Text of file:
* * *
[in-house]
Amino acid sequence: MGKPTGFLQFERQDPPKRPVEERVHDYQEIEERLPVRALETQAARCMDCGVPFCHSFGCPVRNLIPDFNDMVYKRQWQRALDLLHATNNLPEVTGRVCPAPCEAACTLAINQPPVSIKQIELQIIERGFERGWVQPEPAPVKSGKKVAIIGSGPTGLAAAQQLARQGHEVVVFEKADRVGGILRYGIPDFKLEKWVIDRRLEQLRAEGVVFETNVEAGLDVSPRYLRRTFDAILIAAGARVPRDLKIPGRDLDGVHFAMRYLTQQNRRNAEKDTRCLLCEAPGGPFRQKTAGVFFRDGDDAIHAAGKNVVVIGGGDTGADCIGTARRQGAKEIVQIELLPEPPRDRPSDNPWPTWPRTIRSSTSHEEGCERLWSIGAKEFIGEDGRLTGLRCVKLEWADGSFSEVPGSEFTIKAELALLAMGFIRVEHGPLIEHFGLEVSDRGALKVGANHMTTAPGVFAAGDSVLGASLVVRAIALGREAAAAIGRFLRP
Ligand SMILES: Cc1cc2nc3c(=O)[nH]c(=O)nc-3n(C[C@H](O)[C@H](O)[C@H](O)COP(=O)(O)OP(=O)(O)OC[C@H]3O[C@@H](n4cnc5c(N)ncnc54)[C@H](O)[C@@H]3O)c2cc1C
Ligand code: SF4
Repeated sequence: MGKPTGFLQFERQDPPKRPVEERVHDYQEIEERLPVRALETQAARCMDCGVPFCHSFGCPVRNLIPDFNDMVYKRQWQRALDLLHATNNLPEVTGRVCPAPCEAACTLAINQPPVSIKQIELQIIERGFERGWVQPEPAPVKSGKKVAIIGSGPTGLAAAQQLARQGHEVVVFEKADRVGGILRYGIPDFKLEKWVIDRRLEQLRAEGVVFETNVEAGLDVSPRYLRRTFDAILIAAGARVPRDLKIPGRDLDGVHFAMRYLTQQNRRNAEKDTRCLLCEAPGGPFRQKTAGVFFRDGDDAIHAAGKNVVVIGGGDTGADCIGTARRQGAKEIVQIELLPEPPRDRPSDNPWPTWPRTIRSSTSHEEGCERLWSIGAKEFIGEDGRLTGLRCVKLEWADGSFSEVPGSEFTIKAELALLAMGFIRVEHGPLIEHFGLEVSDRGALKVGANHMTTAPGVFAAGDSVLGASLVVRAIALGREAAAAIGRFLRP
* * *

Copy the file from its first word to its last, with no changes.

[in-house]
Amino acid sequence: MGKPTGFLQFERQDPPKRPVEERVHDYQEIEERLPVRALETQAARCMDCGVPFCHSFGCPVRNLIPDFNDMVYKRQWQRALDLLHATNNLPEVTGRVCPAPCEAACTLAINQPPVSIKQIELQIIERGFERGWVQPEPAPVKSGKKVAIIGSGPTGLAAAQQLARQGHEVVVFEKADRVGGILRYGIPDFKLEKWVIDRRLEQLRAEGVVFETNVEAGLDVSPRYLRRTFDAILIAAGARVPRDLKIPGRDLDGVHFAMRYLTQQNRRNAEKDTRCLLCEAPGGPFRQKTAGVFFRDGDDAIHAAGKNVVVIGGGDTGADCIGTARRQGAKEIVQIELLPEPPRDRPSDNPWPTWPRTIRSSTSHEEGCERLWSIGAKEFIGEDGRLTGLRCVKLEWADGSFSEVPGSEFTIKAELALLAMGFIRVEHGPLIEHFGLEVSDRGALKVGANHMTTAPGVFAAGDSVLGASLVVRAIALGREAAAAIGRFLRP
Ligand SMILES: Cc1cc2nc3c(=O)[nH]c(=O)nc-3n(C[C@H](O)[C@H](O)[C@H](O)COP(=O)(O)OP(=O)(O)OC[C@H]3O[C@@H](n4cnc5c(N)ncnc54)[C@H](O)[C@@H]3O)c2cc1C
Ligand code: SF4
Repeated sequence: MGKPTGFLQFERQDPPKRPVEERVHDYQEIEERLPVRALETQAARCMDCGVPFCHSFGCPVRNLIPDFNDMVYKRQWQRALDLLHATNNLPEVTGRVCPAPCEAACTLAINQPPVSIKQIELQIIERGFERGWVQPEPAPVKSGKKVAIIGSGPTGLAAAQQLARQGHEVVVFEKADRVGGILRYGIPDFKLEKWVIDRRLEQLRAEGVVFETNVEAGLDVSPRYLRRTFDAILIAAGARVPRDLKIPGRDLDGVHFAMRYLTQQNRRNAEKDTRCLLCEAPGGPFRQKTAGVFFRDGDDAIHAAGKNVVVIGGGDTGADCIGTARRQGAKEIVQIELLPEPPRDRPSDNPWPTWPRTIRSSTSHEEGCERLWSIGAKEFIGEDGRLTGLRCVKLEWADGSFSEVPGSEFTIKAELALLAMGFIRVEHGPLIEHFGLEVSDRGALKVGANHMTTAPGVFAAGDSVLGASLVVRAIALGREAAAAIGRFLRP